“I could have become a mass murderer after I hacked my governor module, but then I realized I could access the combined feed of entertainment channels carried on the company satellites. It had been well over 35,000 hours or so since then, with still not much murdering, but probably, I don’t know, a little under 35,00 hours of movies, serials, books, plays, and music consumed. As a heartless killing machine, I was a terrible failure.”
I started listening to All Systems Red on Scribd, now Everand, hoping to pass some time with something fun and straightforward while doing kitchen chores. I ended up cleaning the kitchen, reorganizing the pantry and fridge, and cooking dinner and meals for the next day, hoping to listen to as much of this as possible before putting it away for the night. It is a compulsive and addictive read. Once you start reading it, it is so short and exciting you will only want to stop once you reach the end.
“Yes, talk to Murderbot
about its feelings.
The idea was so painful
I dropped to 97 percent
efficiency. I’d rather
climb back into Hostile One’s mouth.”
All Systems Red is a perfect and tidy story. When I say tidy, it isn’t derogatory. Novellas have to get a lot done in a short amount of time. The author needs to convey thought, history, emotion, narrative, and plot progression, so all choices must be concise and tidy. Wells created an exceptional character in Murderbot, Murderbot being the name it calls itself. It is cynical, confused, and courageous, but more than anything, Murderbot has very human emotions. This character works quite well within the context of a novella because the reading audience has a cultural dialog regarding machines with human emotions, i.e., The Terminator. There is a limited amount of groundwork to be laid; we already have a feel for this scenario. Murderbot is an artificial life form with organic components, which work in tandem with its artificial ones to create the perfect killing machine.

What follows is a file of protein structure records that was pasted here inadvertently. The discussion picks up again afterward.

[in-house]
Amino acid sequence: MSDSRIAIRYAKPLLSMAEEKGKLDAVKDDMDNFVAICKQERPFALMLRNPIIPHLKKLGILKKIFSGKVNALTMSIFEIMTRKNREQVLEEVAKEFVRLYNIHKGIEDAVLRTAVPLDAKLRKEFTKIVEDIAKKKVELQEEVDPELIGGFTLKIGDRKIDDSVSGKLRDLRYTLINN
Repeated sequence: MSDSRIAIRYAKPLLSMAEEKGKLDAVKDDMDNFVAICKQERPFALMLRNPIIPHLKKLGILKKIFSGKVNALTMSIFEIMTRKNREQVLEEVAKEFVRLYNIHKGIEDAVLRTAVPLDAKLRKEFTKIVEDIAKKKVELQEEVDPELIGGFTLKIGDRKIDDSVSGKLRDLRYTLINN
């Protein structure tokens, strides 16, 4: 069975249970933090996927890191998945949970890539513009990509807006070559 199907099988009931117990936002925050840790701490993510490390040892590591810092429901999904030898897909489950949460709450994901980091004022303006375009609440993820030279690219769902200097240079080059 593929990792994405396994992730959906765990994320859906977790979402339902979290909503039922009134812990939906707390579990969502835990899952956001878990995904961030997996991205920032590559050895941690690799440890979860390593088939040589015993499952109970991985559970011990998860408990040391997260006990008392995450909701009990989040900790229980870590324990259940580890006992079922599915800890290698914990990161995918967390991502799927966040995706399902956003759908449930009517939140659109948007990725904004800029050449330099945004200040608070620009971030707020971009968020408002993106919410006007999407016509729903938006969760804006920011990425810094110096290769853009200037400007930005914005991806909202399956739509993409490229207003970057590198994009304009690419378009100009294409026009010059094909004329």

How life works for the Murderbot is that it is deployed on contract through its host company, The Company. In the first installment of multiple novellas, Murderbot protects and defends a group of scientists and geographers on a barren planet. Murderbot hacks its mainframe to start making independent choices besides its company programming. Most of its decisions consist of which type of soap opera to watch on the entertainment channels available at its outpost. However, when another outpost on the same planet gets attacked, Murderbot must step in to protect the scientists to whom it has become attached. What plays out over the brief story are exciting scenes, great dialog (both internal and external), and an excellent plot jump to the next novella.
I loved All Systems Red, and it is easily understood why the author received so many well-deserved accolades. It is fun and enjoyable.